Yesterday afternoon I was wading through an incoming tide, recalling that it’s best to shuffle your feet when walking in stingray country. A few giveaway clouds of swirling sand just ahead reminded me that I really need to get some appropriate wading footwear.
Then in just a few inches of water I stopped, startled, mid-step before a great brown, mottled, slightly convex disc that I took for a dead or floundering sea turtle.
But nope, it was a stingray, and man, what a commotion it made as it panicked and thrashed its way to deeper water and safety. A not-so-clean getaway.
It’s great witnessing mysterious visitations like these on such a well-trod shore — but this post isn’t about stingrays. Instead I thought I’d share some recent shots of some less lucky visitors, a plague of them in fact — or perhaps a swarm or a bloom, which are the accepted terms.
For the last few weeks Sandgate and other stretches of the east coast have been invaded by jellyfish in their millions:
If you’re a visitor, you might have noticed the stench; thanks for coming and sorry about that. (Just as we were finally rid of a noxious algal bloom that had painted the foreshore in psychedelic and revoltingly fragrant swirls for weeks.)
We locals are used to it — as I’ve noted before, the littoral zone might teem with life, but it’s an open graveyard as well. There are always a few jellyfish carcasses littering the flats and high-tide line, and the odd handful or two bobbing gracefully shorewards or down the creeks…
..but lately it’s been like a jellyfish D-Day all up and down the South-East Queensland coast — it even made the papers.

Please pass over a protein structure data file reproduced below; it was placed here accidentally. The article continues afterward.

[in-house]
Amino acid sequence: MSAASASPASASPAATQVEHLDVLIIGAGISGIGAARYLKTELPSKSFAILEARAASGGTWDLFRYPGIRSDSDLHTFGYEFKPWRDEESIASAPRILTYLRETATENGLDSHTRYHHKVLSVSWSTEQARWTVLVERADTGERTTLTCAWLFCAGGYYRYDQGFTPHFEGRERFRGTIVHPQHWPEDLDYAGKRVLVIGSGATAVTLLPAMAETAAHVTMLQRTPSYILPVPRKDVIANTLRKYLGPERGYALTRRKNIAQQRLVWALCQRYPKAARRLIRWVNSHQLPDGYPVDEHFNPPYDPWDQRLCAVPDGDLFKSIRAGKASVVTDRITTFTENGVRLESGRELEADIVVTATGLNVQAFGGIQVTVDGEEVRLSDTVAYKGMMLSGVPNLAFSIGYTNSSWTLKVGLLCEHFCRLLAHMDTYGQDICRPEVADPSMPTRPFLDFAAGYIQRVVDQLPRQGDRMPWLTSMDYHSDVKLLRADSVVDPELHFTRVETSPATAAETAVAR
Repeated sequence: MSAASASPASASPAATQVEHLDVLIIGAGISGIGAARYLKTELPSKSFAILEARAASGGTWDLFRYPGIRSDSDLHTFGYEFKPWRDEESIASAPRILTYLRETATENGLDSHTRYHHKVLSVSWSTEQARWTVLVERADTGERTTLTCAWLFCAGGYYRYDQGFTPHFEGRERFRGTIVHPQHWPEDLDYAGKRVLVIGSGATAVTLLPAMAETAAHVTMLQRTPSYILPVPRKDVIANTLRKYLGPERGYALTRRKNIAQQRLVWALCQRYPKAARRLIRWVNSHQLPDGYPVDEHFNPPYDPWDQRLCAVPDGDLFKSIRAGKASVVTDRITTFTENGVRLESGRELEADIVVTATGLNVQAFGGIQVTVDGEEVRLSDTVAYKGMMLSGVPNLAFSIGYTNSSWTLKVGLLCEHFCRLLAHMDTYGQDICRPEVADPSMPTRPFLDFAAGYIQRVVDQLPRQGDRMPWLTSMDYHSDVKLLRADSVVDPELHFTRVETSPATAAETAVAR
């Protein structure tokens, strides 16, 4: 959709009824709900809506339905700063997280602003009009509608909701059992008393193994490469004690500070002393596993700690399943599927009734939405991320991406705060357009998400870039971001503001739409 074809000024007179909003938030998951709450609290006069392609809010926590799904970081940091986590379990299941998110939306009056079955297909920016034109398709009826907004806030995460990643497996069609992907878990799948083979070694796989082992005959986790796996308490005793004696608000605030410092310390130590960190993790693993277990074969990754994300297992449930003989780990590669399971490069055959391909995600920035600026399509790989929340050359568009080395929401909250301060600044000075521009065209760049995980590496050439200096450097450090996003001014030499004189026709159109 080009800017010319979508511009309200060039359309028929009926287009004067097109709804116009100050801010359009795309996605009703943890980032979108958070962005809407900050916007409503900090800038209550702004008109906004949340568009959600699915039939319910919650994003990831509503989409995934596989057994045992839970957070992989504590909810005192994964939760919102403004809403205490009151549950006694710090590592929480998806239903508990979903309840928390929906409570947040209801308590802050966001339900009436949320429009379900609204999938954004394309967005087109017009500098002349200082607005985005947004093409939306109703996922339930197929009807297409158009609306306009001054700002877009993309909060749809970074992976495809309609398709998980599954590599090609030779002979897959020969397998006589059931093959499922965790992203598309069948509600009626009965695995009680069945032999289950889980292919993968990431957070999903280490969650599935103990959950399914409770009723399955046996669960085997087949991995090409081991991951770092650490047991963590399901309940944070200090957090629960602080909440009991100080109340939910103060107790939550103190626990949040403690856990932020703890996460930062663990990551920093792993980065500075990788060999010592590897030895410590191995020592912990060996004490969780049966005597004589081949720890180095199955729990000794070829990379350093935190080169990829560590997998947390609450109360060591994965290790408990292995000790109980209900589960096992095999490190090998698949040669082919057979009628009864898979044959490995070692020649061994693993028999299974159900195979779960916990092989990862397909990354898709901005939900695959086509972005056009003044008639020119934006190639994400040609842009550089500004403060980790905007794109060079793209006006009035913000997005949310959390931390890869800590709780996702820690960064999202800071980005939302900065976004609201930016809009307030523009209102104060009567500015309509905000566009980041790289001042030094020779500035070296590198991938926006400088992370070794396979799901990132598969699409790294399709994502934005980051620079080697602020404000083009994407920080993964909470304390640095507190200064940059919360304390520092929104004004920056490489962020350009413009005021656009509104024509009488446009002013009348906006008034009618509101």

These swarms, or blooms, or invasions happen periodically. Says this source,
In recent years, certain parts of the world — namely Japan, Australia, and Europe — have seen a problematic increase in jellyfish populations. Scientists believe the increase in jellyfish numbers may have to do with additional nutrients in the water, climate change or fishing along the coastlines.
Noted marine biologist Professor Wikipedia adds,
Jellyfish populations may be expanding globally as a result of overfishing of their natural predators and the availability of excessive nutrients due to land runoff. When marine ecosystems become disturbed, jellyfish can proliferate.
At least they leave good-looking corpses. Hard to imagine a more attractive shade of blue in the animal world:
This is easily the most common and visible species in Moreton Bay — turns out its common names are blue blubber and jelly blubber. When we were kids swimming in Moreton Bay, they were simply jellyfish, an occasional hazard with a decent but not dangerous sting that could even be grabbed from the water if you made sure to grasp the “head” and not touch the tentacles.
(Why would you want to pick up a jellyfish? How else are you going to throw it at your sister?)
Jellyfish distinguished them from the far scarier bluebottles (not actually jellyfish), which Americans might know as Portuguese man-o-wars — what we called Portuguese man-o-wars were in fact some other, larger, weirder and infinitely more disgusting and gelatinous saucer-shaped blobs.
We named a lot of things wrongly in those days, I now realise.